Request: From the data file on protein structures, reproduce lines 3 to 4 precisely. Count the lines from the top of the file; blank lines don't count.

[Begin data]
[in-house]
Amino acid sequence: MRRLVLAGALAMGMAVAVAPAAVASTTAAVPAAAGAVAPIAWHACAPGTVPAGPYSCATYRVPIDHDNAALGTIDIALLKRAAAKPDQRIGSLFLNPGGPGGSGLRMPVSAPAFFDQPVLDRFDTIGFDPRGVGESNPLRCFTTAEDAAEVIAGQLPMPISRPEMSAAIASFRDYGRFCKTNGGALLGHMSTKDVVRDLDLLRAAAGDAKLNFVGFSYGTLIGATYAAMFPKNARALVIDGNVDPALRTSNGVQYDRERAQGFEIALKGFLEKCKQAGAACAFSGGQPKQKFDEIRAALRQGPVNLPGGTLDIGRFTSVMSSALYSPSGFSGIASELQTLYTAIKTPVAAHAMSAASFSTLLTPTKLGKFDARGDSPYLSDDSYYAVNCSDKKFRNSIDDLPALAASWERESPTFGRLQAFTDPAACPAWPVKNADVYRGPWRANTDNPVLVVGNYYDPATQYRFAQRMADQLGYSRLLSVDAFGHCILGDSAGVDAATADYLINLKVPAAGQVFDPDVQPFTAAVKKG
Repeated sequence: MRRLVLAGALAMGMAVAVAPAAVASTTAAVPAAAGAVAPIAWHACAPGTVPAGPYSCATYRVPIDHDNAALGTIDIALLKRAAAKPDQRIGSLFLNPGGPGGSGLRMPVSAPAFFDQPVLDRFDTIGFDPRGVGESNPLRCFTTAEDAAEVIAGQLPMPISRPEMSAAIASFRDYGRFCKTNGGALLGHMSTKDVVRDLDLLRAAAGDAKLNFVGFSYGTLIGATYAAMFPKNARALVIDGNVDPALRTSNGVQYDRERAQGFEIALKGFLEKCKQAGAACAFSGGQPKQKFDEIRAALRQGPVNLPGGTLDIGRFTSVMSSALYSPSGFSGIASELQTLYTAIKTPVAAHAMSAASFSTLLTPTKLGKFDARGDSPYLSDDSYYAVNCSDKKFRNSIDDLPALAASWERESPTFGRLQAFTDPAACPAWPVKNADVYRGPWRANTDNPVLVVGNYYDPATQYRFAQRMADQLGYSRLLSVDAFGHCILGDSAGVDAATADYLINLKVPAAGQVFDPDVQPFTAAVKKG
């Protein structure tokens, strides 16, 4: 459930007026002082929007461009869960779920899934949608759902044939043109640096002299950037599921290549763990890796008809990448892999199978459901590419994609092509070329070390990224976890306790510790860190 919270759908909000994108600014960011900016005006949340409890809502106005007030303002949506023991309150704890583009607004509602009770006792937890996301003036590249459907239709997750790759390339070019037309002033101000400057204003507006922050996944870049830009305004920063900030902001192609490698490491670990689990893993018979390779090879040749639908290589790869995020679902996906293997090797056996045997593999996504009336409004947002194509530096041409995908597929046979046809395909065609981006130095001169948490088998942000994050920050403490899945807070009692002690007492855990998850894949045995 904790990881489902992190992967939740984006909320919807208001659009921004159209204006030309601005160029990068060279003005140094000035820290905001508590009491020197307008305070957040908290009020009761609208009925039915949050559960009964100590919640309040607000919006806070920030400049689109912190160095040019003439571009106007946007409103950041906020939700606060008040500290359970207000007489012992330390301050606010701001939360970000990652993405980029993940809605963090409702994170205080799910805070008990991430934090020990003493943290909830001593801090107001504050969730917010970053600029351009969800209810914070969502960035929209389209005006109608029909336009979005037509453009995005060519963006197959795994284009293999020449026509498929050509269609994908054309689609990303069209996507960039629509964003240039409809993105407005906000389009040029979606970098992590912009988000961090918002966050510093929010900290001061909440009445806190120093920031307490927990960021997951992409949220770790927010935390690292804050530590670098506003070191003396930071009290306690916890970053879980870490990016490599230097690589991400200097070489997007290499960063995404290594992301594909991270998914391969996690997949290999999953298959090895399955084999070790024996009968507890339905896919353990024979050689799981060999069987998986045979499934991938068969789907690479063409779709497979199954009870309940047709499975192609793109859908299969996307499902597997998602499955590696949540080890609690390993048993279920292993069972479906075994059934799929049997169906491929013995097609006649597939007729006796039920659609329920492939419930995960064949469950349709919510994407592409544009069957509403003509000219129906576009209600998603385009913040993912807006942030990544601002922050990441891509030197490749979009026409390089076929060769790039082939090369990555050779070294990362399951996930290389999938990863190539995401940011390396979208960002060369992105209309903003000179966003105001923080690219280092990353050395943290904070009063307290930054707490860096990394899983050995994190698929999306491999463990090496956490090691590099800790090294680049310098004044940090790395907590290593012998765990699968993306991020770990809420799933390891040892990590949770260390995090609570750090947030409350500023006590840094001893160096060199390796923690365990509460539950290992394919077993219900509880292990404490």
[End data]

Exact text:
Repeated sequence: MRRLVLAGALAMGMAVAVAPAAVASTTAAVPAAAGAVAPIAWHACAPGTVPAGPYSCATYRVPIDHDNAALGTIDIALLKRAAAKPDQRIGSLFLNPGGPGGSGLRMPVSAPAFFDQPVLDRFDTIGFDPRGVGESNPLRCFTTAEDAAEVIAGQLPMPISRPEMSAAIASFRDYGRFCKTNGGALLGHMSTKDVVRDLDLLRAAAGDAKLNFVGFSYGTLIGATYAAMFPKNARALVIDGNVDPALRTSNGVQYDRERAQGFEIALKGFLEKCKQAGAACAFSGGQPKQKFDEIRAALRQGPVNLPGGTLDIGRFTSVMSSALYSPSGFSGIASELQTLYTAIKTPVAAHAMSAASFSTLLTPTKLGKFDARGDSPYLSDDSYYAVNCSDKKFRNSIDDLPALAASWERESPTFGRLQAFTDPAACPAWPVKNADVYRGPWRANTDNPVLVVGNYYDPATQYRFAQRMADQLGYSRLLSVDAFGHCILGDSAGVDAATADYLINLKVPAAGQVFDPDVQPFTAAVKKG
């Protein structure tokens, strides 16, 4: 459930007026002082929007461009869960779920899934949608759902044939043109640096002299950037599921290549763990890796008809990448892999199978459901590419994609092509070329070390990224976890306790510790860190 919270759908909000994108600014960011900016005006949340409890809502106005007030303002949506023991309150704890583009607004509602009770006792937890996301003036590249459907239709997750790759390339070019037309002033101000400057204003507006922050996944870049830009305004920063900030902001192609490698490491670990689990893993018979390779090879040749639908290589790869995020679902996906293997090797056996045997593999996504009336409004947002194509530096041409995908597929046979046809395909065609981006130095001169948490088998942000994050920050403490899945807070009692002690007492855990998850894949045995 904790990881489902992190992967939740984006909320919807208001659009921004159209204006030309601005160029990068060279003005140094000035820290905001508590009491020197307008305070957040908290009020009761609208009925039915949050559960009964100590919640309040607000919006806070920030400049689109912190160095040019003439571009106007946007409103950041906020939700606060008040500290359970207000007489012992330390301050606010701001939360970000990652993405980029993940809605963090409702994170205080799910805070008990991430934090020990003493943290909830001593801090107001504050969730917010970053600029351009969800209810914070969502960035929209389209005006109608029909336009979005037509453009995005060519963006197959795994284009293999020449026509498929050509269609994908054309689609990303069209996507960039629509964003240039409809993105407005906000389009040029979606970098992590912009988000961090918002966050510093929010900290001061909440009445806190120093920031307490927990960021997951992409949220770790927010935390690292804050530590670098506003070191003396930071009290306690916890970053879980870490990016490599230097690589991400200097070489997007290499960063995404290594992301594909991270998914391969996690997949290999999953298959090895399955084999070790024996009968507890339905896919353990024979050689799981060999069987998986045979499934991938068969789907690479063409779709497979199954009870309940047709499975192609793109859908299969996307499902597997998602499955590696949540080890609690390993048993279920292993069972479906075994059934799929049997169906491929013995097609006649597939007729006796039920659609329920492939419930995960064949469950349709919510994407592409544009069957509403003509000219129906576009209600998603385009913040993912807006942030990544601002922050990441891509030197490749979009026409390089076929060769790039082939090369990555050779070294990362399951996930290389999938990863190539995401940011390396979208960002060369992105209309903003000179966003105001923080690219280092990353050395943290904070009063307290930054707490860096990394899983050995994190698929999306491999463990090496956490090691590099800790090294680049310098004044940090790395907590290593012998765990699968993306991020770990809420799933390891040892990590949770260390995090609570750090947030409350500023006590840094001893160096060199390796923690365990509460539950290992394919077993219900509880292990404490």